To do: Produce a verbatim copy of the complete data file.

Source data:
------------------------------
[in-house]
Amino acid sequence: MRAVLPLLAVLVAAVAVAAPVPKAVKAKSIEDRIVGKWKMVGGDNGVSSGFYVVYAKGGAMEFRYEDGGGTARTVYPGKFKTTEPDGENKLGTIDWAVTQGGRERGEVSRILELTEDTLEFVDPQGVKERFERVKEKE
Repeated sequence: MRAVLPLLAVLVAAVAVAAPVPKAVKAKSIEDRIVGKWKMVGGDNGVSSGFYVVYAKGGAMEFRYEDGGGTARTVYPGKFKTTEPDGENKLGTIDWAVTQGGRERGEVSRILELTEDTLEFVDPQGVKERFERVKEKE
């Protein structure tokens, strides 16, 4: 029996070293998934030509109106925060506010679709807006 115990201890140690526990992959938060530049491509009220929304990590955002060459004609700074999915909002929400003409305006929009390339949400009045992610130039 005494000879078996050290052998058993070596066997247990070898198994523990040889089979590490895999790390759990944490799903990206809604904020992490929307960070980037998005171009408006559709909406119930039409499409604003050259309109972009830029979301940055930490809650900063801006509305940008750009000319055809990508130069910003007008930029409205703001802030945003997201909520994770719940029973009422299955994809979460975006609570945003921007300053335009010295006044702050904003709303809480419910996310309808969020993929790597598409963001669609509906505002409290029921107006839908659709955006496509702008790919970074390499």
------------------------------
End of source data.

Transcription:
[in-house]
Amino acid sequence: MRAVLPLLAVLVAAVAVAAPVPKAVKAKSIEDRIVGKWKMVGGDNGVSSGFYVVYAKGGAMEFRYEDGGGTARTVYPGKFKTTEPDGENKLGTIDWAVTQGGRERGEVSRILELTEDTLEFVDPQGVKERFERVKEKE
Repeated sequence: MRAVLPLLAVLVAAVAVAAPVPKAVKAKSIEDRIVGKWKMVGGDNGVSSGFYVVYAKGGAMEFRYEDGGGTARTVYPGKFKTTEPDGENKLGTIDWAVTQGGRERGEVSRILELTEDTLEFVDPQGVKERFERVKEKE
């Protein structure tokens, strides 16, 4: 029996070293998934030509109106925060506010679709807006 115990201890140690526990992959938060530049491509009220929304990590955002060459004609700074999915909002929400003409305006929009390339949400009045992610130039 005494000879078996050290052998058993070596066997247990070898198994523990040889089979590490895999790390759990944490799903990206809604904020992490929307960070980037998005171009408006559709909406119930039409499409604003050259309109972009830029979301940055930490809650900063801006509305940008750009000319055809990508130069910003007008930029409205703001802030945003997201909520994770719940029973009422299955994809979460975006609570945003921007300053335009010295006044702050904003709303809480419910996310309808969020993929790597598409963001669609509906505002409290029921107006839908659709955006496509702008790919970074390499």